A new wave of virtualization management systems is due to hit the market in the latter half of the year, a testament that vendors want to spare the broad enterprise community the realization that early adopters have already encountered: Vast new numbers of virtual servers and partitions can produce a data management nightmare.
This week sees the preview of a new Systems Director Virtualization Manager for IBM's Power-based servers. The company is betting that a Web-based interface will be the preferred means of automating management tasks across multiple virtual and physical platforms.
Key to the system is its ability to manage logical partitions (LPARs) within the Power-based virtualization engine. LPARs can be created either with the Integrated Virtualization Manager of the System p or i servers, or with an external Linux-based Hardware Management Console. Because the two types of partitions communicate with the wider network in different ways, the new Systems Director offers a common interface to both that allows admins to oversee processor cores, main memory, I/O subsystems and even storage partitions, regardless of which operating system is being used.
A virtual network without a proper automation stack is like an orchestra of the finest musicians without a conductor, says Novell's Joe Wagner. Lack of centralized automation not only leads to virtual server sprawl, but can significantly hamper business-critical applications and systems in the event of a physical failure. It also makes it nearly impossible to perform routine maintenance without costly blackouts.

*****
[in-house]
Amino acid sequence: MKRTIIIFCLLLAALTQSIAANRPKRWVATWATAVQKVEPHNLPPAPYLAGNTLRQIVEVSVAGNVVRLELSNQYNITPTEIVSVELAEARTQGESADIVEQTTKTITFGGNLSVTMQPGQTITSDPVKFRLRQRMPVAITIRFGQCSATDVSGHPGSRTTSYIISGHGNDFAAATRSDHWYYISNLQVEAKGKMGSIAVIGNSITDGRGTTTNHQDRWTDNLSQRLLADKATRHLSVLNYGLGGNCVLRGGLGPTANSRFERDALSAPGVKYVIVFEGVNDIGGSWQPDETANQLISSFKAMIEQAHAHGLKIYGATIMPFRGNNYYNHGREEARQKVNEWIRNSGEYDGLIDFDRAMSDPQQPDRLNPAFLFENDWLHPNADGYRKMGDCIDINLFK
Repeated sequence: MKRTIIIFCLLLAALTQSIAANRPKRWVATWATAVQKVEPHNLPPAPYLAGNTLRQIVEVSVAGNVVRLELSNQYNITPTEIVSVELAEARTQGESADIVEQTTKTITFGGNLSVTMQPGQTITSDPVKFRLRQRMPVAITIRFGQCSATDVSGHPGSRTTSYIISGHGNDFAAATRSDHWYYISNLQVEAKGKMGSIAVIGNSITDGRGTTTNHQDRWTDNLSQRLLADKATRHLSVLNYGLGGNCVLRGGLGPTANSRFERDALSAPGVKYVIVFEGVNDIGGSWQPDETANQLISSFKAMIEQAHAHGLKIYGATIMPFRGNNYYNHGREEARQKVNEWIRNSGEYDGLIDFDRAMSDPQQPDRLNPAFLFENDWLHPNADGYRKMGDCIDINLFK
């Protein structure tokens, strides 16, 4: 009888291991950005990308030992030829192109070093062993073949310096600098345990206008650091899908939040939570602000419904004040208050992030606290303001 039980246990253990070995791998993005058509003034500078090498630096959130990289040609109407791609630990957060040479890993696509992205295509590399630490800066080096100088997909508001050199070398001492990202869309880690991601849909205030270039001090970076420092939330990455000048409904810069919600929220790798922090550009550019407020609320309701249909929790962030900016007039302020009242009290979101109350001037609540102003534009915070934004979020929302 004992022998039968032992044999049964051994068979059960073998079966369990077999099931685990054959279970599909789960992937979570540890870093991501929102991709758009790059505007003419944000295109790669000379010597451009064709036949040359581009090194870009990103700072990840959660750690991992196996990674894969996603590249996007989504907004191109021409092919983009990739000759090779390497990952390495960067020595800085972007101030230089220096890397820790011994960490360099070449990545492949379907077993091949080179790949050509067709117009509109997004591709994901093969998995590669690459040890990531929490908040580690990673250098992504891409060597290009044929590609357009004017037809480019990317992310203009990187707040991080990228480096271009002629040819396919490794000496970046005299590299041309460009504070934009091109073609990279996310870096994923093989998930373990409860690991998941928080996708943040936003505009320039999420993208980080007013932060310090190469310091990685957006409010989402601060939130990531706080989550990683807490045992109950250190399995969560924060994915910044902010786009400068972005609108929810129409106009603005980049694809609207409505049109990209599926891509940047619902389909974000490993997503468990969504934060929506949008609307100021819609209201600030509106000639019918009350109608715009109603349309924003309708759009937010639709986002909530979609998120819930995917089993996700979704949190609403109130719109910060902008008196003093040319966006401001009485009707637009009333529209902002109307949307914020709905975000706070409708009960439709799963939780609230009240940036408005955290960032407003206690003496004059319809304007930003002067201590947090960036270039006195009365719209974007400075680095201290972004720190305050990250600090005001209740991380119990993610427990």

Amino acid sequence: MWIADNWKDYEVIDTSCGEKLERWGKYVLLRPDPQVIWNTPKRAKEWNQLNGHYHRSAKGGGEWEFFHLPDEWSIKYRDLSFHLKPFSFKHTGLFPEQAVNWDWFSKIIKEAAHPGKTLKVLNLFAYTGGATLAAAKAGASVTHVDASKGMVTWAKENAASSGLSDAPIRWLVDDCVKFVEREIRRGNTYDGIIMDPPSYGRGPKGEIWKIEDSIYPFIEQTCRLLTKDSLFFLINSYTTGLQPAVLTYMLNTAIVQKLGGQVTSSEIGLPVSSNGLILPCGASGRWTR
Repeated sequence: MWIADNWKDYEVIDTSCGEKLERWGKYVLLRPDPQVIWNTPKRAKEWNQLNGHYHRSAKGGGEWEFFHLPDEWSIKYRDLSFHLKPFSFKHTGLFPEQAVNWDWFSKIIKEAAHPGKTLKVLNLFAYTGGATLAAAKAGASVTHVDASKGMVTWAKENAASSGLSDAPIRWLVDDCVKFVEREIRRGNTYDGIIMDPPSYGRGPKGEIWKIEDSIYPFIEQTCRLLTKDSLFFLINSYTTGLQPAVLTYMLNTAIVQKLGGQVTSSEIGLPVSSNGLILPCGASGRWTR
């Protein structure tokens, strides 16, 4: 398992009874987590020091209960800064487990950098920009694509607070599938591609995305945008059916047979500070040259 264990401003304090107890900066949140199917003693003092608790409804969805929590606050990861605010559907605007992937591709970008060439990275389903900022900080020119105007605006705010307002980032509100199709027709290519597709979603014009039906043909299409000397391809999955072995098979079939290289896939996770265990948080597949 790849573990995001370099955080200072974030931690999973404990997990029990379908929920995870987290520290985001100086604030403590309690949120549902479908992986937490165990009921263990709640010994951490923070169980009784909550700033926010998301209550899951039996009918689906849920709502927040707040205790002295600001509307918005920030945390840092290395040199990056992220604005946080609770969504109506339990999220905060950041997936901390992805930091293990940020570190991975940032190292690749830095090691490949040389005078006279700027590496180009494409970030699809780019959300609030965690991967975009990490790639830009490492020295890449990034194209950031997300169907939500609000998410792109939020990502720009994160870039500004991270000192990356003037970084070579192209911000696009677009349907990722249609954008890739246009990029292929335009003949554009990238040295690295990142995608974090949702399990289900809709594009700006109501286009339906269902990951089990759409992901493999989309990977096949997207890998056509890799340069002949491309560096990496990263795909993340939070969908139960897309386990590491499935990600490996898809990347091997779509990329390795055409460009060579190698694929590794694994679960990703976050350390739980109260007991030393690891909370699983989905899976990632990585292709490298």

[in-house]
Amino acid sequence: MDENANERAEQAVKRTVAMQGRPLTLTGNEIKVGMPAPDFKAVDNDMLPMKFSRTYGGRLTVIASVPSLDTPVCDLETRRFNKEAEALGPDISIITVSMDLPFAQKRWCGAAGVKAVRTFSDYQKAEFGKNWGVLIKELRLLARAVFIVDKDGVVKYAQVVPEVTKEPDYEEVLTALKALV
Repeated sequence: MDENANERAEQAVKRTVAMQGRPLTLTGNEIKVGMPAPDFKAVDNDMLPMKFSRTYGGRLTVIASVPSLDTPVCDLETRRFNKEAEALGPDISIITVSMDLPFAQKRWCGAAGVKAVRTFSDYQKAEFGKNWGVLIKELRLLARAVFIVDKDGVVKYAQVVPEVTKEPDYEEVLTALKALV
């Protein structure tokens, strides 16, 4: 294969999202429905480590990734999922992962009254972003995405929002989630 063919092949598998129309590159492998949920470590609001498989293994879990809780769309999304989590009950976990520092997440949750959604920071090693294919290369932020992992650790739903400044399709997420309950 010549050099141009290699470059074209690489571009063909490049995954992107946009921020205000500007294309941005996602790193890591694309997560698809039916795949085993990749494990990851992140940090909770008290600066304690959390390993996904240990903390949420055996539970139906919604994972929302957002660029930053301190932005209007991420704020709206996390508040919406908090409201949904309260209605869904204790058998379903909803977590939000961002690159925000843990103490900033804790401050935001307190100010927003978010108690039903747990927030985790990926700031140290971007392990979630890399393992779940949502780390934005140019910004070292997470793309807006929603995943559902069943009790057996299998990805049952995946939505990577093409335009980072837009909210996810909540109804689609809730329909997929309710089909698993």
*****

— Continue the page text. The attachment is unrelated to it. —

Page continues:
That's part of the reason many leading networking firms are partnering up with virtual management solutions providers, rather than taking the more time-consuming approach of developing them in-house. NEC, for one, recently forged an alliance with XenSource to deliver what the two companies are calling "Integrated VM" on NEC's Real IT Platform. The goal consists primarily of marrying the XenEnterprise system with NEC's SigmaSystemCenter and packaging the solution across Intel Xeon 5300-based hardware configurations.
Despite the development of new management and automation tools, overseeing an ever-widening menagerie of virtual server, storage, I/O and other elements will be no cakewalk. But the flexibility you get from virtualization at least ushers in the possibility of a management regime in which policies, not network limitations, determine how data is used.